Massachusetts Proposes Use of Graphic Anti-Smoking Posters
The anti-smoking campaigns over the past few years have resulted in an ever increasing arena of smoke free zones, increased taxes on tobacco products, and improved state and local programs to aid smokers in quitting.
Massachusetts wants to add to the anti-smoking campaign by becoming the first state in the nation to force retailers to prominently display graphic warnings about the perils of smoking. The graphic posters will not be placed “out-of-sight” but are to be placed next to the tobacco sales racks and cash registers where they can’t be missed.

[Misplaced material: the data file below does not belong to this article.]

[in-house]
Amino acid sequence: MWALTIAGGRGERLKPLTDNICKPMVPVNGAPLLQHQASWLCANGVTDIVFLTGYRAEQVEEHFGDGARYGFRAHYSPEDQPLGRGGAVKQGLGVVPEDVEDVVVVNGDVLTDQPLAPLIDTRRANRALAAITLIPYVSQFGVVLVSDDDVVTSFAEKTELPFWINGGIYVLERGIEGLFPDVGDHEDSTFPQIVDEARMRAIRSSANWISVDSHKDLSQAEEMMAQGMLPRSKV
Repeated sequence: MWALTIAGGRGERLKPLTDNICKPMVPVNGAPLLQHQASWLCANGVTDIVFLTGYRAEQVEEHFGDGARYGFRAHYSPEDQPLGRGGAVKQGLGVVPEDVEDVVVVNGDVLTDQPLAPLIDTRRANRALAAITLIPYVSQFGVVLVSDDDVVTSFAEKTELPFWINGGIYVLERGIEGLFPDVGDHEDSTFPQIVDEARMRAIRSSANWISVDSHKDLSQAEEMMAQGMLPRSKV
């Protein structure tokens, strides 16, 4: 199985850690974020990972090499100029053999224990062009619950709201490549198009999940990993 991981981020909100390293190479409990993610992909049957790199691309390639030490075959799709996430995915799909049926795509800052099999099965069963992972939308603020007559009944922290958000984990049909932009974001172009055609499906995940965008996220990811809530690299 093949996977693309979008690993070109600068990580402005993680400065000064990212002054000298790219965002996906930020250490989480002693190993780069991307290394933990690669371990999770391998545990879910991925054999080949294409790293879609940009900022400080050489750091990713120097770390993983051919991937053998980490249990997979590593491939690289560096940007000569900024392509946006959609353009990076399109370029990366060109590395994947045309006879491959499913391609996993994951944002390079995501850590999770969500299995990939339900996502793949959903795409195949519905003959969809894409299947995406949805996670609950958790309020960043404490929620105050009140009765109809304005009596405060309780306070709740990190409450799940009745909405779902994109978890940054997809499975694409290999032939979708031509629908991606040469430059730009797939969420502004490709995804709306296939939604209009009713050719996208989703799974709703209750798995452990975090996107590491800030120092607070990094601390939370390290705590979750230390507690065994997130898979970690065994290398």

The posters will contain images of ominously darkened lungs, damaged brains, and diseased teeth to show the dangers of tobacco use. Retailers who refuse to display the signs within 2 feet of tobacco displays and cash registers could face fines of $100 to $300.
The Massachusetts State Department of Public Health has proposed the campaign which now needs approval by the Public Health Council. The Boston Globe reports that the doctors, disease trackers and consumer activists on the board have already expressed support for the measure. The Council will meet in August.
The posters are modeled on a nothing-left-to-the-imagination campaign in New York City, where signs showing the health effects of smoking began showing up in shops last December.
The campaign is being underwritten by $316,000 in federal stimulus money from the Centers for Disease Control and Prevention, which will allow the state to provide the materials to retailers without charge.